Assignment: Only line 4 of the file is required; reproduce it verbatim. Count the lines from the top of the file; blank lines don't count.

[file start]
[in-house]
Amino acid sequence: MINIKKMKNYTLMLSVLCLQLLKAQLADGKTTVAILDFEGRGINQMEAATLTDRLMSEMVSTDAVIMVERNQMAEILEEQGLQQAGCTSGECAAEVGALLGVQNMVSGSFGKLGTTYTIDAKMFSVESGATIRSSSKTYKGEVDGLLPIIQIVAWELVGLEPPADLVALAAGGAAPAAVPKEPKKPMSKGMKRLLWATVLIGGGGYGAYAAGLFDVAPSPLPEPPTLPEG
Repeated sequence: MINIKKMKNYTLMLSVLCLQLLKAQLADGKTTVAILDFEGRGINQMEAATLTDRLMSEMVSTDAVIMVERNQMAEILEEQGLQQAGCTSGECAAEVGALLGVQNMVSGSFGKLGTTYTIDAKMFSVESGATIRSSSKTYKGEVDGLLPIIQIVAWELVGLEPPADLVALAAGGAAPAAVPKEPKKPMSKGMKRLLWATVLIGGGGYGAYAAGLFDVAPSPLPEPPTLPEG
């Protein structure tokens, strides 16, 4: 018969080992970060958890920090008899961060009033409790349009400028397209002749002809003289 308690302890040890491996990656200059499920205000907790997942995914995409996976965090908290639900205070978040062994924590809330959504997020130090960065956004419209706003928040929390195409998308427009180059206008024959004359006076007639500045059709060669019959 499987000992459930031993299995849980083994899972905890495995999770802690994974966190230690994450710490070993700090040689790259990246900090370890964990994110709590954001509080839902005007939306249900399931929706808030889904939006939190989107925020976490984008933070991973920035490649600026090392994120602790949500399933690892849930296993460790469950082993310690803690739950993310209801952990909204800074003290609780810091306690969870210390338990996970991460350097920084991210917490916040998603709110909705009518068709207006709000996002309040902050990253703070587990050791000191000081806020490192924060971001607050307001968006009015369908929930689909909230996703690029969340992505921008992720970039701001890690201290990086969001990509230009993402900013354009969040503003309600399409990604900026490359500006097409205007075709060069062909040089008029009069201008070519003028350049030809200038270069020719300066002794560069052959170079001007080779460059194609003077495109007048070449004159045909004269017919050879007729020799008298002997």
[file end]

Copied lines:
């Protein structure tokens, strides 16, 4: 018969080992970060958890920090008899961060009033409790349009400028397209002749002809003289 308690302890040890491996990656200059499920205000907790997942995914995409996976965090908290639900205070978040062994924590809330959504997020130090960065956004419209706003928040929390195409998308427009180059206008024959004359006076007639500045059709060669019959 499987000992459930031993299995849980083994899972905890495995999770802690994974966190230690994450710490070993700090040689790259990246900090370890964990994110709590954001509080839902005007939306249900399931929706808030889904939006939190989107925020976490984008933070991973920035490649600026090392994120602790949500399933690892849930296993460790469950082993310690803690739950993310209801952990909204800074003290609780810091306690969870210390338990996970991460350097920084991210917490916040998603709110909705009518068709207006709000996002309040902050990253703070587990050791000191000081806020490192924060971001607050307001968006009015369908929930689909909230996703690029969340992505921008992720970039701001890690201290990086969001990509230009993402900013354009969040503003309600399409990604900026490359500006097409205007075709060069062909040089008029009069201008070519003028350049030809200038270069020719300066002794560069052959170079001007080779460059194609003077495109007048070449004159045909004269017919050879007729020799008298002997």